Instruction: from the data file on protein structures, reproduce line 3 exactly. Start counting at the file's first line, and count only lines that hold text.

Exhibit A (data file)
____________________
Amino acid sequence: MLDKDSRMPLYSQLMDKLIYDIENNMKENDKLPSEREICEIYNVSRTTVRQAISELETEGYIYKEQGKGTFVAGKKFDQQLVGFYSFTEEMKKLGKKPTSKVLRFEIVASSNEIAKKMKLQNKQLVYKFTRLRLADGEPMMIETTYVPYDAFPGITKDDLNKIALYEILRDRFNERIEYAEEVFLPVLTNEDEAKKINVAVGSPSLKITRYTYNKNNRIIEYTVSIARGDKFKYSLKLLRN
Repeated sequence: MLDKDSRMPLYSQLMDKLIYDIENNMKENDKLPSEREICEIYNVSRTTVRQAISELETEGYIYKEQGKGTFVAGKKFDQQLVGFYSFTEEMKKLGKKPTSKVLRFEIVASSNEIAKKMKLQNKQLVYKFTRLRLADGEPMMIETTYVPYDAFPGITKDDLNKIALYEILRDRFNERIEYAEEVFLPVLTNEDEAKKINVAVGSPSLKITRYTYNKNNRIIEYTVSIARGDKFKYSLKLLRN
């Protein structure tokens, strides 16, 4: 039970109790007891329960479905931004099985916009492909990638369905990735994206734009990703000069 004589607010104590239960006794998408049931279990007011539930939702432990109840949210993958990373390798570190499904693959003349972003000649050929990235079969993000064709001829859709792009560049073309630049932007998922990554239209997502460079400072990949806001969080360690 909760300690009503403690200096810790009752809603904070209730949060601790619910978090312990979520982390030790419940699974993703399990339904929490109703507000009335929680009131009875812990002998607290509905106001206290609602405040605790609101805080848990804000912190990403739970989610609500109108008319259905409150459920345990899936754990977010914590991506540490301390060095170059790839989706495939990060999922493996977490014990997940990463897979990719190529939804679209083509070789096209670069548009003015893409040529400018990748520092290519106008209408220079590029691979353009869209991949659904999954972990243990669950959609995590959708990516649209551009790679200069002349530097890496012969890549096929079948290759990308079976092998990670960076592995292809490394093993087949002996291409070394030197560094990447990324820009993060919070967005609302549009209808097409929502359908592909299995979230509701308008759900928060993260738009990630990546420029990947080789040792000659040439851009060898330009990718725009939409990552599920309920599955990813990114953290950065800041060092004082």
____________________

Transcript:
């Protein structure tokens, strides 16, 4: 039970109790007891329960479905931004099985916009492909990638369905990735994206734009990703000069 004589607010104590239960006794998408049931279990007011539930939702432990109840949210993958990373390798570190499904693959003349972003000649050929990235079969993000064709001829859709792009560049073309630049932007998922990554239209997502460079400072990949806001969080360690 909760300690009503403690200096810790009752809603904070209730949060601790619910978090312990979520982390030790419940699974993703399990339904929490109703507000009335929680009131009875812990002998607290509905106001206290609602405040605790609101805080848990804000912190990403739970989610609500109108008319259905409150459920345990899936754990977010914590991506540490301390060095170059790839989706495939990060999922493996977490014990997940990463897979990719190529939804679209083509070789096209670069548009003015893409040529400018990748520092290519106008209408220079590029691979353009869209991949659904999954972990243990669950959609995590959708990516649209551009790679200069002349530097890496012969890549096929079948290759990308079976092998990670960076592995292809490394093993087949002996291409070394030197560094990447990324820009993060919070967005609302549009209808097409929502359908592909299995979230509701308008759900928060993260738009990630990546420029990947080789040792000659040439851009060898330009990718725009939409990552599920309920599955990813990114953290950065800041060092004082």